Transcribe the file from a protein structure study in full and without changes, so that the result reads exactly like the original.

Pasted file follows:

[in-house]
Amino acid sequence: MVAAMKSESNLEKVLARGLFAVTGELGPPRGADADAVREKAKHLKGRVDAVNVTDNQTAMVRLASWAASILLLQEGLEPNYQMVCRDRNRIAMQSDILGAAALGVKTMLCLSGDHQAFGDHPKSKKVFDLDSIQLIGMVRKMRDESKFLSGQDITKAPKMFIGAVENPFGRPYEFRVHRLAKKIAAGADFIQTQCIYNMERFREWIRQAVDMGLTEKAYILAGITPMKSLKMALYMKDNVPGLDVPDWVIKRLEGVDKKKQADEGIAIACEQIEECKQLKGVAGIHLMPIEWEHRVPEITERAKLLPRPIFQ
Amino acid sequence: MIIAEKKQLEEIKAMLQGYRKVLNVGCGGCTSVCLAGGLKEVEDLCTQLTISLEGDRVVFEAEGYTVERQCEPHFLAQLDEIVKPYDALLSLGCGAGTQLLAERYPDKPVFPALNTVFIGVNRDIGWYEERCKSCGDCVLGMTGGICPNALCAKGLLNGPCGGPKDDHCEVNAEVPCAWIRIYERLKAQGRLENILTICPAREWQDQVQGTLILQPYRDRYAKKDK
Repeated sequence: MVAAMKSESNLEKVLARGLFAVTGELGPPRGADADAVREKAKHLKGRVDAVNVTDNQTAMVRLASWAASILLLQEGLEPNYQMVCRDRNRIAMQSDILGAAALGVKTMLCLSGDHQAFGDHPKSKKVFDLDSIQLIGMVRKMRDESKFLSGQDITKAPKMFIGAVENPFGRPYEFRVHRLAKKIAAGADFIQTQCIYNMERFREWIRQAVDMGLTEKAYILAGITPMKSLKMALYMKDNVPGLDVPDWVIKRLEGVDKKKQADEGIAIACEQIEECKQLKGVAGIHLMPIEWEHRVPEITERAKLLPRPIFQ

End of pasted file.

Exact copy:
[in-house]
Amino acid sequence: MVAAMKSESNLEKVLARGLFAVTGELGPPRGADADAVREKAKHLKGRVDAVNVTDNQTAMVRLASWAASILLLQEGLEPNYQMVCRDRNRIAMQSDILGAAALGVKTMLCLSGDHQAFGDHPKSKKVFDLDSIQLIGMVRKMRDESKFLSGQDITKAPKMFIGAVENPFGRPYEFRVHRLAKKIAAGADFIQTQCIYNMERFREWIRQAVDMGLTEKAYILAGITPMKSLKMALYMKDNVPGLDVPDWVIKRLEGVDKKKQADEGIAIACEQIEECKQLKGVAGIHLMPIEWEHRVPEITERAKLLPRPIFQ
Amino acid sequence: MIIAEKKQLEEIKAMLQGYRKVLNVGCGGCTSVCLAGGLKEVEDLCTQLTISLEGDRVVFEAEGYTVERQCEPHFLAQLDEIVKPYDALLSLGCGAGTQLLAERYPDKPVFPALNTVFIGVNRDIGWYEERCKSCGDCVLGMTGGICPNALCAKGLLNGPCGGPKDDHCEVNAEVPCAWIRIYERLKAQGRLENILTICPAREWQDQVQGTLILQPYRDRYAKKDK
Repeated sequence: MVAAMKSESNLEKVLARGLFAVTGELGPPRGADADAVREKAKHLKGRVDAVNVTDNQTAMVRLASWAASILLLQEGLEPNYQMVCRDRNRIAMQSDILGAAALGVKTMLCLSGDHQAFGDHPKSKKVFDLDSIQLIGMVRKMRDESKFLSGQDITKAPKMFIGAVENPFGRPYEFRVHRLAKKIAAGADFIQTQCIYNMERFREWIRQAVDMGLTEKAYILAGITPMKSLKMALYMKDNVPGLDVPDWVIKRLEGVDKKKQADEGIAIACEQIEECKQLKGVAGIHLMPIEWEHRVPEITERAKLLPRPIFQ